In today’s Editorial Edition of Remix Report, I’m gonna break down what I feel makes a good live DJ. Obviously, you need to know how to mix and how to read crowds, but that isn’t breaking news so I won’t really get into that. Instead I’m gonna try and get into the stuff that separates the elite from the average.
1) KNOWING YOUR MUSIC/PREPARATION:
Volumes – Even if your mix is on point, if the next song comes in too low, it sounds awful, and ruins the vibe. Consistent volume is key to maintaining a high energy level.
Intro Lengths – For songs where you don’t have pre-made intros, it’s important to know how many bars you have before the songs starts. I’ll discuss this in more detail in the next section.
Energy Level – For lack of a better word, some songs just sound “empty” to me. I don’t mean that in a demeaning way. “Get It On Tonight” by Montell Jordan is a dope song, but try playing it after a song like “Hips Don’t Lie” by Shakira and you would know what I meant. I know that’s a random example, but it’s just to give you an idea of what I’m talking about.
Song Structure – Not all choruses are 8 bars long. “Magic Stick” and “Who AM I (Sim Simma)” both have 6 bar choruses. More recently, “Best I Ever Had” and “All The Above” both have 12 bar choruses. This is important information for DJs who like to mix using 8 bar intros. Another important thing to know, is where the rapper/singer starts their second verse in relation to the chorus. Sometimes they can overlap, so it’s a must to fade the chorus early, as to avoid hearing the artist start their verse, just to have it chopped mid-sentence. “Hypnotize” and “Drink and My 2 Step” are good examples. Again, I’ll discuss this aspect a little more in this second section.
2) HOW YOU BRING THE NEXT SONG IN:
This is where knowing your music (song structure and intro lengths) comes in handy. The biggest key to being a great live DJ, is that you keep the energy going. Mixing drums over drums is very boring and kills any excitement in the crowd. Therefore, you always want the next songs hype or vocals to come in right after you exit the previous song. Are there exceptions to this? Yes. Occasionally there will be a song where just the drums or melody may get you a reaction, but for the most part, the crowd wants to hear vocals! That’s why you need to know which songs have 6 bar choruses, so you can adjust!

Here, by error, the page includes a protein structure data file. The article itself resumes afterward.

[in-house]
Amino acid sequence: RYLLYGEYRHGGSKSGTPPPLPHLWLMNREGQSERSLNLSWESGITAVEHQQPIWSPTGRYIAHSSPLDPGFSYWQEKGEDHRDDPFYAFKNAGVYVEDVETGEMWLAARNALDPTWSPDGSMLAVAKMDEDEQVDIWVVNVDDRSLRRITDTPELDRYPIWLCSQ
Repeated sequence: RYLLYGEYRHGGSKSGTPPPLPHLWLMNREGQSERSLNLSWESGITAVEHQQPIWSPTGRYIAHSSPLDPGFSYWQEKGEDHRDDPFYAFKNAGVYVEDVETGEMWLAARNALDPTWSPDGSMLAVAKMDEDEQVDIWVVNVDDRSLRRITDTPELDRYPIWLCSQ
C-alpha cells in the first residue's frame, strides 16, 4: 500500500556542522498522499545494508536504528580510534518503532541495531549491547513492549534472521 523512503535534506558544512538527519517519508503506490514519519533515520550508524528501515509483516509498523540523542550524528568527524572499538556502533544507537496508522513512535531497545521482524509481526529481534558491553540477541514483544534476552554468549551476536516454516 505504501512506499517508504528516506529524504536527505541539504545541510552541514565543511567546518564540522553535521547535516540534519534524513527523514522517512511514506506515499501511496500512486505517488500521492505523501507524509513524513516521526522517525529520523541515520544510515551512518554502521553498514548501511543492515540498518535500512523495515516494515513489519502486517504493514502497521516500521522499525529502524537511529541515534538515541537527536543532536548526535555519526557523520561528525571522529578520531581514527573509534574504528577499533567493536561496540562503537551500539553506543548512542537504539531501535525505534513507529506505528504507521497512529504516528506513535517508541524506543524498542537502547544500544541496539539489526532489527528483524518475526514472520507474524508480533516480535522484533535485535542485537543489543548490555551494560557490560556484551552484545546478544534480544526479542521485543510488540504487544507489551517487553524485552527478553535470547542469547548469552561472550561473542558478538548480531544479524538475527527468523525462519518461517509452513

3) NOT LETTING SONGS DRAG ON FOR TOO LONG:
Letting a song go on for too long, especially one that’s older can lull the crowd to sleep. If you are playing good songs, you will normally get a crowd reaction when the songs drop. Therefore, the shorter the length of songs, the more songs you can play through the night, and the more reactions you will get. For songs that are extremely hot at the moment, like “Sexy Bitch” or “Tik Tok”, it’s cool to let them play a bit. But for certain old school songs, or especially down south hip hop, you might want to consider only playing the chorus.
4) MAKING YOUR OWN EDITS:
Maybe this should have been under preparation, but I figured it would be easiest to talk about this after I discussed 1,2, and 3. The reason being, is that if you have trouble playing a song to fit the “guidelines” in the first three sections, EDIT IT!!! Make it fit your set. This is the beauty of the digital age, and computer software – you can personally format songs as you wish. You can add hype, or create an acapella out. You can delete verses, extend choruses. Make different length intros or set cue points at different bar counts during the intro. This is especially helpful for “quick mixing” in and out of songs like I mentioned in section 3. Go crazy. Do whatever you think will make you sound better or get a better reaction from your crowd. I think it’s very important to be part of a record pool, as many will create a lot of these edits and save you the time. Www.Djcity.com/digital has many dope “Hook First” edits, where they create an 8 bar intro followed by chorus first, them the first verse – to songs that normally just come in with verse. Www.Directmusicservice.com has many edits where they shorten the song to cut out “dead weight” or parts that may make it drag.